History (Page 4 of 4)

Postwar Decline

The years following the First Word War brought noise, traffic, commerce, industry, and pollution to downtown Indianapolis, driving many of the residents of the Lockerbie Square neighborhood north beyond 38th Street. The big houses were turned into rental flats or boarding houses with absentee landlords, while the small cottages fell into disrepair, and the streets and sidewalks crumbled. By 1964, even the Little Sisters of the Poor had decamped to West 86th St., and Dietrich Bohlen's buildings disappeared into a parking lot for the Indianapolis Glove Company.

Government Plans for Revival

In 1958 what little of its original charm remained combined with the shrine at its center to attract the efforts of the Metropolitan Planning Department of Marion County, the first of a number of civic boards to seek to restore and preserve this unique, and now very needy, neighborhood. Had the money been found, "Lockerbie Fair," as this first restoration was to be called, would have become a Victorian replica "Midwestern Main Street," inspired by Disneyland!

The neighborhood was more fortunate, perhaps most fortunate, in its next protector, the Historic Landmarks Foundation of Indiana (HLFI), founded in 1960 under the auspices of Eli Lilly, Edward Pierre, Edward James, and Wilbur Peat—a philanthropist, two architects, and an art historian. In 1966 it established a Lockerbie Square committee, which took the privately funded German Village project in Columbus, Ohio as its model. That committee, its parent HLFI, and the Marion County Historical Society shepherded a bill through the Indiana General Assembly creating a seven-member Indianapolis Historic Preservation Commission (IHPC), charging that commission with special responsibilities for the Lockerbie Square neighborhood—but providing no public funds. The first Preservation Plan for the area was published in 1968.

342 North College Ave. 342 North College Ave.

The HLFI championed private residential restoration and neighborhood friendly business investment. Over the years it purchased and restored several historically important residences, including the Staub House at 342 North College Ave. and the Holler Cottage at 324 North Park Ave., as well as the George Schribner Cottage, which it moved across the city to 325 N. Park Ave. in 1977. Its efforts to persuade businesses to open Victorian replicas were not as successful, though the Indiana National Bank and L.S. Ayres both considered doing so, briefly. But by 1970 the HLFI had encountered so many complications with the Tax Reform Act of 1969 and difficulties with estates, absentee landlords, tenants, and transients that it turned some of its attentions elsewhere.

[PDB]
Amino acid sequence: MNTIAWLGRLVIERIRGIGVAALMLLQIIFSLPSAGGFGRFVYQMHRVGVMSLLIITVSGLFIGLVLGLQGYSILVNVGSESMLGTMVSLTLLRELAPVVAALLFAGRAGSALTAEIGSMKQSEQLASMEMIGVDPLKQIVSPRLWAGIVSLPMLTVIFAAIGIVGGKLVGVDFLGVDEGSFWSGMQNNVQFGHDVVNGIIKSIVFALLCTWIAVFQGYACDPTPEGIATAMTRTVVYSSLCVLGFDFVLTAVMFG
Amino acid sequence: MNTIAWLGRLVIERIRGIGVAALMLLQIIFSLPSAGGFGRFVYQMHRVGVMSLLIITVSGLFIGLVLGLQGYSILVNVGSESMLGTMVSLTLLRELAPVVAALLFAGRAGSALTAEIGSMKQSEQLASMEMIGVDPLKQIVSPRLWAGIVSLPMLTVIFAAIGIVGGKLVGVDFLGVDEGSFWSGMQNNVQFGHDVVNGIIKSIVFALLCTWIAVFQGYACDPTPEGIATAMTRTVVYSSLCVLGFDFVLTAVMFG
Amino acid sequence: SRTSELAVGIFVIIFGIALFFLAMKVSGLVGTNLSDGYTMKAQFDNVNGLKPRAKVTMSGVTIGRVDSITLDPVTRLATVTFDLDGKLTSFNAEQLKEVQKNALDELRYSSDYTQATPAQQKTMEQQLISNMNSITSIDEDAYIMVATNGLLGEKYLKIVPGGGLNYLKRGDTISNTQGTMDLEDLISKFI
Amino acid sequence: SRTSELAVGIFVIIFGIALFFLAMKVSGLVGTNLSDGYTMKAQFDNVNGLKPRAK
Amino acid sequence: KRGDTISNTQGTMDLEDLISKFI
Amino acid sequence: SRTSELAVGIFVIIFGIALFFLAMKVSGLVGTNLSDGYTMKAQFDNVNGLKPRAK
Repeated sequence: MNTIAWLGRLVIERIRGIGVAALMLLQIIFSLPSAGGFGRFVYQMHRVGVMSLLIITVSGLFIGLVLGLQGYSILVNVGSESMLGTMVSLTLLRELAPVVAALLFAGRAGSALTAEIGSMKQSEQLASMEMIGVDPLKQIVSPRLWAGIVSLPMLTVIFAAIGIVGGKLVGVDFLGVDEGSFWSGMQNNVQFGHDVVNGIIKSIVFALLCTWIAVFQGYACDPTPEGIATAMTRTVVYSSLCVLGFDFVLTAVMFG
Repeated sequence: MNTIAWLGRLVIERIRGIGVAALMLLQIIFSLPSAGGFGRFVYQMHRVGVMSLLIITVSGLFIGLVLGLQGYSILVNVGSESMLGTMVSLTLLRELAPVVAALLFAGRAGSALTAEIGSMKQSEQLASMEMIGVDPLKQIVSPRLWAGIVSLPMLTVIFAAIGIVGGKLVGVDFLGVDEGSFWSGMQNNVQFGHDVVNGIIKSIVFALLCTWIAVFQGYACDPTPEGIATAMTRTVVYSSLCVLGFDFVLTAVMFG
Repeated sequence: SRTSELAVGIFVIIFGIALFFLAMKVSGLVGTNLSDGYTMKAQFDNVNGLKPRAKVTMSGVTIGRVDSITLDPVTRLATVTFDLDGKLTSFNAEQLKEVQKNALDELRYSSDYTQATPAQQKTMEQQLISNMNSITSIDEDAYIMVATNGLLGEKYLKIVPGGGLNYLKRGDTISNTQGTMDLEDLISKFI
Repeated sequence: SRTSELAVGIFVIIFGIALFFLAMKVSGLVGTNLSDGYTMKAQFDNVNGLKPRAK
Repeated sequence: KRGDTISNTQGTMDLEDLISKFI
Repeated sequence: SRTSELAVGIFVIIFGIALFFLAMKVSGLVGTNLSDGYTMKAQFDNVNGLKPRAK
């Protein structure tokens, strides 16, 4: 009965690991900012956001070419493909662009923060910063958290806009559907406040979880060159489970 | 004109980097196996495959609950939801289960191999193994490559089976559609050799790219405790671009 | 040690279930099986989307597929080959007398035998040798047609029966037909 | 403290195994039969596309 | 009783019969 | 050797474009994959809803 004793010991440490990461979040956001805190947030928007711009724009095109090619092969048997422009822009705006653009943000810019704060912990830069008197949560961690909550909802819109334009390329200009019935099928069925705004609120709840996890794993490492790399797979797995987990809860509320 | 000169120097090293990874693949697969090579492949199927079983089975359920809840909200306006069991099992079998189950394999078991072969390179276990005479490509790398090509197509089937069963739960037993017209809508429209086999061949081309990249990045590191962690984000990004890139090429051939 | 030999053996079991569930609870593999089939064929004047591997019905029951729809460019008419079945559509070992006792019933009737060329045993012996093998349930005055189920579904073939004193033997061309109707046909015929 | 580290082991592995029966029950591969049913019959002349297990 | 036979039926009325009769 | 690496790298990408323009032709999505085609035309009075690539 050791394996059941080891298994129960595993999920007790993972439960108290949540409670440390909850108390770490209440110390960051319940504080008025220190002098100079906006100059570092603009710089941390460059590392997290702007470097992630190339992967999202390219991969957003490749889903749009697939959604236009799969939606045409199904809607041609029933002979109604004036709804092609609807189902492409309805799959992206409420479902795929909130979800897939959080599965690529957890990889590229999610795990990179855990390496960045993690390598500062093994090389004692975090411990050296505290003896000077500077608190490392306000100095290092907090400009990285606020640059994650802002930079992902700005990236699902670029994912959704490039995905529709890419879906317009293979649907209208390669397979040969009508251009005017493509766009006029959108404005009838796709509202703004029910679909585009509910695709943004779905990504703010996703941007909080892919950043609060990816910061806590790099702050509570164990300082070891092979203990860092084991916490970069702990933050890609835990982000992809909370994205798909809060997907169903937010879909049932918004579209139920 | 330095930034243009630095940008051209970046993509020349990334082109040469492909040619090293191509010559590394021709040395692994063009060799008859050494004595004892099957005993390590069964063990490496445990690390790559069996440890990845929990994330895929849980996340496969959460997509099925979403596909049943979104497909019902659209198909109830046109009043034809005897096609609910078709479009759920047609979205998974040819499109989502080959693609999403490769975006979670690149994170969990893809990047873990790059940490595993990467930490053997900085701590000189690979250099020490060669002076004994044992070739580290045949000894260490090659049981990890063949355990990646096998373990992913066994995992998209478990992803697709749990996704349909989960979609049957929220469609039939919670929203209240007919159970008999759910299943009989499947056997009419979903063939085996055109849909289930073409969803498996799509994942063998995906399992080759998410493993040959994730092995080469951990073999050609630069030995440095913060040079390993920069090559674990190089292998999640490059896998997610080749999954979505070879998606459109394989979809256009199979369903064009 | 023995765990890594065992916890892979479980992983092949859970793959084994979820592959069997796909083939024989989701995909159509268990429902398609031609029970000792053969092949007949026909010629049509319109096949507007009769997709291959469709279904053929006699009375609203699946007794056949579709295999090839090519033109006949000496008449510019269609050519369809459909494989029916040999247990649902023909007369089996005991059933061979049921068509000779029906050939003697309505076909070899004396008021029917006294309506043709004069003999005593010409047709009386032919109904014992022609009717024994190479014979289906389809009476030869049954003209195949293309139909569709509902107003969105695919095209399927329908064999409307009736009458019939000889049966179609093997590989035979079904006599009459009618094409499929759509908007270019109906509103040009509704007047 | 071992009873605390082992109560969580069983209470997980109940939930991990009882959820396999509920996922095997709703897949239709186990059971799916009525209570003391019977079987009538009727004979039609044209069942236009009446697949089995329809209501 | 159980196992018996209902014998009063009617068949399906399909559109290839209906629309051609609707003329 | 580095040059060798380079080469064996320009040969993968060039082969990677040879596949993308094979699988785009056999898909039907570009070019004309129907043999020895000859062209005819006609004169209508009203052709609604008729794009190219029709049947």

Resident's Work Towards Revival

In 1973 yet another group, the Lockerbie Square People's Club, took an active and practical interest in revitalizing the neighborhood. Working with the HLFI and the IHPC, as well as the Greater Indianapolis Progress Committee (GIPC), and the Lugar administration, the Club got the General Assembly to help fund a staff for the Commission. Inspired by the 1976 Bicentennial, and joined by the Junior League, the Indianapolis Garden Club, and the Department of Transportation, these groups worked together to bring noticeable improvements to the neighborhood—including the Victorian street lamps, cobblestones, sidewalks, tree replacements, etc.

In 1976 a group of residents formed Lockerbie Square, Inc. to bring more endangered period buildings into the neighborhood to stand among the many recently and beautifully renovated buildings and such attractive new structures as the five striking buildings on E. Vermont St. These new ideas and many improvements were consolidated and reflected in the Lockerbie Square Historic District Preservation Area Plan I, produced by the IHPC in 1978 in conjunction with Perry Associates, Architects and Planners and the City planner. Following this plan, the Lockerbie Glove Factory Condominiums, were rehabilitated, in several senses of the word, in 1982-83. The Plan was updated in 1987 as the "Historic Area Preservation Plan--Lockerbie Square"—the work on which this entry is based. Since then, many new townhouses have been built in several parts of the neighborhood, which now combines its convenience, rich heritage, and restored historical charm with new urban comforts and vitality.

The Expanded Area

Original and extended boundaries Original and extended boundaries (click to download)

The 1987 Plan continued the expansion of the original four block area begun in the 1976 Plan, so that The Lockerbie Square Preservation Area now includes some nine surrounding subdivisions.

Conclusion

The success of Lockerbie Square is the fruition of seeds planted by the Historic Landmarks Foundation of Indiana (HLFI) in the early 1960s. HLFI inspired other organizations and interested citizens, who worked and invested in the belief that James Whitcomb Riley's adopted neighborhood would be reborn as a downtown neighborhood. The challenges today in Lockerbie Square are no longer the halting of demolition and decay, but shaping and managing the new changes and growth, as the area builds upon its character as a historical urban neighborhood.

[Most of the information and some of the language below was drawn from the History and Architecture sections of the "Historic Area Preservation Plan--Lockerbie Square" compiled by the Indianapolis Historic Preservation Commission (IHPC) in 1987. These two sections were written by James A. Glass, Director of the Division of Historic Preservation and Archaeology, Indiana Department of Natural Resources. The entire Plan, including many more details and maps, is available for download here.]